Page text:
reading. I am also a person who up to this point hasn't really put much
effort into an opening repertoire. Your mileage may vary but I really
don't think it's important to get this book.
*Fiction or other Miscellaneous
Hard to do this well. I myself have written a chess mystery story. It will never see the light of day.
Lisa, Jesse Krai
-readable and decent. It's not a great book but it has it's moments.
The Defense, Nabokov
-ok, some people swear by it, but it left me a bit cold.
The Yiddish Policeman's Union, Chabon
people call this a chess book because there is a significant amount of
chess talk in the book. There are some nice scenes, but on the whole the
chess stuff seemed a bit underwhelming and the way he had to work to
solve the chess puzzle and what the result was supposed to be like were
weak. As a mystery story I liked it pretty well for the first half. I
found the ending pretty weird in a way that wasn't much fun.
The Exploits and Triumphs in Europe, of Paul Morphy, the Chess Champion, Frederick Milnes Edge
e-book since it's old. I loved this and had a lot of fun reading it. I
don't remember any real game scores, but there is plenty of chess talk.
Primarily for someone more interested in a narrative account of Morphy's
time in Europe than any kind of study book.
Chess and Chess Players, George Walker (1860)
pretty sure this is the one. In 2008 I read an old book from google
books that had different sections about different historical chess
periods. The book itself was quite old. I think this is it because it
has a section about the La Bourdonnais-Macdonnel match that may be what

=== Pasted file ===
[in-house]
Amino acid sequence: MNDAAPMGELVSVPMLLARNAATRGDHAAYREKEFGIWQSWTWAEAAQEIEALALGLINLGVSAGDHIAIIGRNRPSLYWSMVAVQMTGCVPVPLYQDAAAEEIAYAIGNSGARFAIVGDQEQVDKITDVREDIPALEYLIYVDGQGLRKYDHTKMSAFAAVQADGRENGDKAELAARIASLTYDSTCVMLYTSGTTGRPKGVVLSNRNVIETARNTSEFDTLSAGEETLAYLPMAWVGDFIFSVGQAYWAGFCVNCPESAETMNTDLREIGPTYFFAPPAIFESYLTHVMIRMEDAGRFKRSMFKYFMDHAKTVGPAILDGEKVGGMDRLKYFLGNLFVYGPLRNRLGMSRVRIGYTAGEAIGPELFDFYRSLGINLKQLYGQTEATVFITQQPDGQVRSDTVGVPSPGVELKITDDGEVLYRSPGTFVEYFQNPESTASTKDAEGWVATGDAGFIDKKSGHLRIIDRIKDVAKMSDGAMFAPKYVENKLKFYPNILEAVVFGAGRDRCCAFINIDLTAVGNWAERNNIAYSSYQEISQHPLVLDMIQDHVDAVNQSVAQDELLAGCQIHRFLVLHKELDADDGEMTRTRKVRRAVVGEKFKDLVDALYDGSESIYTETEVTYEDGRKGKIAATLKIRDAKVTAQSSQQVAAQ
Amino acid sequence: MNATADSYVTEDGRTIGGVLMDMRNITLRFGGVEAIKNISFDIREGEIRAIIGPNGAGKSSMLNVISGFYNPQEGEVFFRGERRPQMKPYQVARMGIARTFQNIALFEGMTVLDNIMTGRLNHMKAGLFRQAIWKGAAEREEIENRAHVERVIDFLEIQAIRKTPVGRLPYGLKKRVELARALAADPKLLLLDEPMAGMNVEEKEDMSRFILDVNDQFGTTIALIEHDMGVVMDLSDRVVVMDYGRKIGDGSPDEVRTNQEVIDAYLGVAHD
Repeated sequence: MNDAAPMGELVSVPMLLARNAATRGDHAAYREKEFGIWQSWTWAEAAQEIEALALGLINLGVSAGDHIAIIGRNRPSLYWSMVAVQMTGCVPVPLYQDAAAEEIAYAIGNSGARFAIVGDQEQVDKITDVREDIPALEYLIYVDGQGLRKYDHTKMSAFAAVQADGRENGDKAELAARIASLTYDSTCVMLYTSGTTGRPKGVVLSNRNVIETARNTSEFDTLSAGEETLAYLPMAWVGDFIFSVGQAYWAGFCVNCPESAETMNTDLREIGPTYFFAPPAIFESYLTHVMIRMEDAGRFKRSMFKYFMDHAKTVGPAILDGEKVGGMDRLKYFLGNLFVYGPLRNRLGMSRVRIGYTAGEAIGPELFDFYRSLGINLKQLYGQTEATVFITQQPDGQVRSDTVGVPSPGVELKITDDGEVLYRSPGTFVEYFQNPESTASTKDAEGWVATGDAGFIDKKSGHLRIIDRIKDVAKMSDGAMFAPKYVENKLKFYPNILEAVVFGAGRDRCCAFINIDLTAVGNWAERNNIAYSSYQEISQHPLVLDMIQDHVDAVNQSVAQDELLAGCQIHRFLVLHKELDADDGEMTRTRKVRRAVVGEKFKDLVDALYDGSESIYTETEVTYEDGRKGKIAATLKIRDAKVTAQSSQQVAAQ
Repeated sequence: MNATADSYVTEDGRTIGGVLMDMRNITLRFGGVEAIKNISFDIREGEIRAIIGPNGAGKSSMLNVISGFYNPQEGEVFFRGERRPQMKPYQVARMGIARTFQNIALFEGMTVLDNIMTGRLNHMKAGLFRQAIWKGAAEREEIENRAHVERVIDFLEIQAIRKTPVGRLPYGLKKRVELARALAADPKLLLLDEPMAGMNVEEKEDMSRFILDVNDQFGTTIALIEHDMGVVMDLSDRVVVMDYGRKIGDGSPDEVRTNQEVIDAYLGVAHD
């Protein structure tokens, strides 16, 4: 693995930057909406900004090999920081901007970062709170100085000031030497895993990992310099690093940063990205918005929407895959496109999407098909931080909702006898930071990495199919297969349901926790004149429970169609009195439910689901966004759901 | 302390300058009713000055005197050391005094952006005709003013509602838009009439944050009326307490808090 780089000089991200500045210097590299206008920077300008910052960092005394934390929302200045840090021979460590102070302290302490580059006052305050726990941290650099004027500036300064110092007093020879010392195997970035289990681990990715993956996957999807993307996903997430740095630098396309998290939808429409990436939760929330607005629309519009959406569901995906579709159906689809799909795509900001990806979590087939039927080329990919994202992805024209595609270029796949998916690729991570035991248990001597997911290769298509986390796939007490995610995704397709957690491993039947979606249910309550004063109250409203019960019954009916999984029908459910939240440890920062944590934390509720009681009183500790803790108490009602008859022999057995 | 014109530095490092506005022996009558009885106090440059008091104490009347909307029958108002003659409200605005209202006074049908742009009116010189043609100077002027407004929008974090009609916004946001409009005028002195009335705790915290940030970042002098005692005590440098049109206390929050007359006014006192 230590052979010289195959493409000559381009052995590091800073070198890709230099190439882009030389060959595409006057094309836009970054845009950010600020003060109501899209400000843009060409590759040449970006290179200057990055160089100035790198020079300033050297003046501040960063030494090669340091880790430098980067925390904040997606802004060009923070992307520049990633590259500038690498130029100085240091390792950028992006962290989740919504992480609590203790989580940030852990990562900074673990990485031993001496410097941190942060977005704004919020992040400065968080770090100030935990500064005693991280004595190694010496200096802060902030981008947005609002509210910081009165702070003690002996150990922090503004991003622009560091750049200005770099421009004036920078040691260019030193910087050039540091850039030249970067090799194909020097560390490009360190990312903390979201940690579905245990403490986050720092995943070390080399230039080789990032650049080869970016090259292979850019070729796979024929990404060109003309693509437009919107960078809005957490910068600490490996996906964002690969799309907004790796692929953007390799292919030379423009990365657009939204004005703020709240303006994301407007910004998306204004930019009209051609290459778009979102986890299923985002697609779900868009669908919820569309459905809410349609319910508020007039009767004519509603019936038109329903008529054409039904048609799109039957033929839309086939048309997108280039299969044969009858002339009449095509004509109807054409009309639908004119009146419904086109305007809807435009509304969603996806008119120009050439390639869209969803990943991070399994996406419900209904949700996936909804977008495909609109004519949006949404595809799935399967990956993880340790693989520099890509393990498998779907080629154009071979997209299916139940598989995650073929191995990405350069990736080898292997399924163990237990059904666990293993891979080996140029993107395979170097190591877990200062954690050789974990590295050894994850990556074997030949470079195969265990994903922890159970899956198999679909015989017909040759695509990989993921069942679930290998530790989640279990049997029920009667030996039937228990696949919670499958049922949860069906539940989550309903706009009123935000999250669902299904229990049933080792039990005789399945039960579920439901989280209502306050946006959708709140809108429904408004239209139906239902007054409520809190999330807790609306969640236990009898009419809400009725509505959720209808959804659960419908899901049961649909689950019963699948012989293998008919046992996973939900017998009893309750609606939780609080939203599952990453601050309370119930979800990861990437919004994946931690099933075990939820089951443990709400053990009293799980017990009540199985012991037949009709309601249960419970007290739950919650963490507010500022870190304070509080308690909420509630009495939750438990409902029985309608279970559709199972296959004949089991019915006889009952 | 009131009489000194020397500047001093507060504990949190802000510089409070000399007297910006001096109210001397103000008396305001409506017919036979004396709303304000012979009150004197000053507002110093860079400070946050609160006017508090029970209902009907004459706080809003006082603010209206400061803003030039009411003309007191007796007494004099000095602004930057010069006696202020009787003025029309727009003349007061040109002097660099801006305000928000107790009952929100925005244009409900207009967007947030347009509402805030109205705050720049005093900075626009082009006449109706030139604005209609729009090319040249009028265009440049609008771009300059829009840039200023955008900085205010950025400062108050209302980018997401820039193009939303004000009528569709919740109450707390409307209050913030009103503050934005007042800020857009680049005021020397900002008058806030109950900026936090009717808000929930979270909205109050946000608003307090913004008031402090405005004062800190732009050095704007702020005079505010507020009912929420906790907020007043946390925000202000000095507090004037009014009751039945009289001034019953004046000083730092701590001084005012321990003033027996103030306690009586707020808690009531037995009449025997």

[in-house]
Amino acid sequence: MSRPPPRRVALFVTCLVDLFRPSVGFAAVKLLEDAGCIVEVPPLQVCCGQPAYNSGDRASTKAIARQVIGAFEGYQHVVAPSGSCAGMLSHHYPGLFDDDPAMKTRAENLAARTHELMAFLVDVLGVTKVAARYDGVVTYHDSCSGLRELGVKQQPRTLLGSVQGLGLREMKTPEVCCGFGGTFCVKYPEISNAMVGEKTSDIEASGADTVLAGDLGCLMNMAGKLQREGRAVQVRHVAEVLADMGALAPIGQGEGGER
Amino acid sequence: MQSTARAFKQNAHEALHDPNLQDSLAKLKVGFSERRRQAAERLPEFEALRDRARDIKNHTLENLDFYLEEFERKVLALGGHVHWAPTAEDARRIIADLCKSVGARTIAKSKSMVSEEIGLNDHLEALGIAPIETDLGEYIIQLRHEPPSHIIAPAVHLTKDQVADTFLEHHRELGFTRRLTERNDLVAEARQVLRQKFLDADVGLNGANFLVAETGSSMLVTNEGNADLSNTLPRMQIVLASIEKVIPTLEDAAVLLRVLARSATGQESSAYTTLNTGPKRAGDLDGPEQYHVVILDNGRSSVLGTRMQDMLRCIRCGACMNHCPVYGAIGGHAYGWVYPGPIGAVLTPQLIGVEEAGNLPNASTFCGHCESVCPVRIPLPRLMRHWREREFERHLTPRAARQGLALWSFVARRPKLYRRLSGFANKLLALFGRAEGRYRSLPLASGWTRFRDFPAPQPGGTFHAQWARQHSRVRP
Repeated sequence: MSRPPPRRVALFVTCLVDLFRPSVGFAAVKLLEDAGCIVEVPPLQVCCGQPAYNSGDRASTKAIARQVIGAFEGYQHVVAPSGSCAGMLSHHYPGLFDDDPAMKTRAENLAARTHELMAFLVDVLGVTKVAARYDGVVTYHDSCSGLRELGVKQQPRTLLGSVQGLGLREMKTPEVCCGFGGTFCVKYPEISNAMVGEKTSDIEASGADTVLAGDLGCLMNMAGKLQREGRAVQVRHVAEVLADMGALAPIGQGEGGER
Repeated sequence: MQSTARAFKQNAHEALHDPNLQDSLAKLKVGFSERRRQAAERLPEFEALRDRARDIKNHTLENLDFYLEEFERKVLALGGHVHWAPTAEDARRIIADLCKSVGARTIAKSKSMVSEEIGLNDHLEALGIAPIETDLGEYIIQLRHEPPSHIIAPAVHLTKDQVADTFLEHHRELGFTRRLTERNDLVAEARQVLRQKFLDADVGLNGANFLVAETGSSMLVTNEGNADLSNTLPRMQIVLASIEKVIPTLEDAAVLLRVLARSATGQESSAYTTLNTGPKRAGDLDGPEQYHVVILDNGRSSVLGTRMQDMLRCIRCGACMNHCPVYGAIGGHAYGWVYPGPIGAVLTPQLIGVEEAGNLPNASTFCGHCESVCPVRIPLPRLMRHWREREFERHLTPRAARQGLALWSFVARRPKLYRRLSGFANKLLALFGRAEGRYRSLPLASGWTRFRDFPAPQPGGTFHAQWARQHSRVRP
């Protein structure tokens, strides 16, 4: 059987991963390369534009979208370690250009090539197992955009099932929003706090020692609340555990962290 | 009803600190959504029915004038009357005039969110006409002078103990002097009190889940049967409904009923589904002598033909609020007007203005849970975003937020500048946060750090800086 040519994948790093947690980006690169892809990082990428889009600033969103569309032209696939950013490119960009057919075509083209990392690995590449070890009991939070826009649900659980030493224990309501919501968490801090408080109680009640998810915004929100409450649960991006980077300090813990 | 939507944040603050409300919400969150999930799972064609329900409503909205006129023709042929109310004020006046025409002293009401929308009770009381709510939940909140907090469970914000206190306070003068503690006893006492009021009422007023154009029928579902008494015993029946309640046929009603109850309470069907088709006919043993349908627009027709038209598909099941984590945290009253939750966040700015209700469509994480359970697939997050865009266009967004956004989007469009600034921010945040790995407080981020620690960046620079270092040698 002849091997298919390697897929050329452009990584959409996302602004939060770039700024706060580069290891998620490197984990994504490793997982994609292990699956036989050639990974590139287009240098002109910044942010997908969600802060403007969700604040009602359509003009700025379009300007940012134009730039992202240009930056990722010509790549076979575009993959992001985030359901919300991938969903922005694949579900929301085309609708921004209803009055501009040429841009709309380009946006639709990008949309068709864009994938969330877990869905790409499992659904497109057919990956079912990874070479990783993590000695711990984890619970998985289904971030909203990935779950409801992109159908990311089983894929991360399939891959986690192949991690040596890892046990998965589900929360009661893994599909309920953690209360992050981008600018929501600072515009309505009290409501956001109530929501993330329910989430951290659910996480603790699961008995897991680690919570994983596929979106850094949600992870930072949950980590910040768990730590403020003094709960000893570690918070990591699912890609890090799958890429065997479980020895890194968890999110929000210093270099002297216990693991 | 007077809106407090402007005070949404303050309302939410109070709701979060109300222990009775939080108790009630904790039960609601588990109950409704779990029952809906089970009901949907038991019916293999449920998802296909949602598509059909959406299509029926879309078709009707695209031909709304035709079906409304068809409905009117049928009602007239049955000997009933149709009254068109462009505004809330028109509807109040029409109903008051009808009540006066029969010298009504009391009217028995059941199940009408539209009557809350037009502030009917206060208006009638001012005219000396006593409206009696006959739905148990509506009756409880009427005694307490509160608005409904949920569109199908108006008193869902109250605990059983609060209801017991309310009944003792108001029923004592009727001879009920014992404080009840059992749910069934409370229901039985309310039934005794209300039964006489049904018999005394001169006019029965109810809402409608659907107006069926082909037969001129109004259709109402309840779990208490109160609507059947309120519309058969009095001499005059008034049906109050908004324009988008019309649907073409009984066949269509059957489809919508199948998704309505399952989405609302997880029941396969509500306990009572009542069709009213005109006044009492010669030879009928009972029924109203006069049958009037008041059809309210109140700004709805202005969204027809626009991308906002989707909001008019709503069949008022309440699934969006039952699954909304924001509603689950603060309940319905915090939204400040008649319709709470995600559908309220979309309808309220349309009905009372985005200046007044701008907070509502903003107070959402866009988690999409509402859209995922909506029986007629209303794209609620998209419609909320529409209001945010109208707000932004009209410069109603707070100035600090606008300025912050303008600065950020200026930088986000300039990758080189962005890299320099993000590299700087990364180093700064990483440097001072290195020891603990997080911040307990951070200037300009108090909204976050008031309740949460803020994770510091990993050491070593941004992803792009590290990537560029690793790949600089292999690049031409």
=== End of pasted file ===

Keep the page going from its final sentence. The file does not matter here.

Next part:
led me to read it. It also has a section on the Cafe de la Regence, a
super chess hangout in 1800's Paris. I don't think I read the whole
thing. Also, I think batgirl, the chess history blogger on chess.com
seems to indicate that Walker is not reliable as far as history goes.
Still, it is a fun book to read and free.
The Art of Learning, Josh Waitzkin
-To honest I was quite skeptical about this book and I have never seen "Searching for Bobby Fischer". I ended up liking it quite a bit, but 1) I also think that is because it has several different personal connections to me, and 2) some of my skepticism was a bit accurate.
It is a fun book to read, very easy going style and can be read in a day or two depending on how much time you have. There is definitely a certain amount of selling himself, not exactly as a guru but as a teacher of a kind. I still found many of the things he says to be interesting, but I also take it all with a some salt. The chess connection was obvious. The second connection for me was the Tai Chi. I took a 1 semester course in college where we practiced Tai Chi. Our teacher was a student of the master that Waitzkin learned with. (William C.C. Chen) and we used Chen's book in the class. I also visited the Tai Chi club at my U a couple of times and got to do a little bit of "push-hands" which is the competitive side of tai chi that Waitzkin is talking about. Personally at the time I wasn't much into it and, although I wanted to take the second semester (class was mostly just learning the form, though we did do a bit of 1 on 1 type stuff) I had a schedule conflict and couldn't so Tai Chi dropped out of my life. Still it was a positive experience and reading about it again was fun. Lastly, the place he goes to compete in Tai Chi at the top level was Taiwan. Unfortunately, his picture of the Taiwanese is fairly negative. He claims they cheated A LOT at the tournament. In some ways, this echoes some of the troubles I have heard of with westerns trying to participate in the chess scene here too. I had been a bit reluctant to take the complaints too seriously for a variety of reasons but this reinforces certain ideas. Anyways, don't want to get too much into stereotyping people and whatnot but again, it was just another interesting personal connection.
So, going into this, you will have to ask yourself whether the general types of book would be appealing to you, (a little bit self-helpy mixing of various traditions etc) and secondly if you would have any sympathy for the particular mixture of stuff Waitzkin is bringing. I found things I think that help me change how I think a bit, but again, I think it would be very personal whether this book connects with you or not.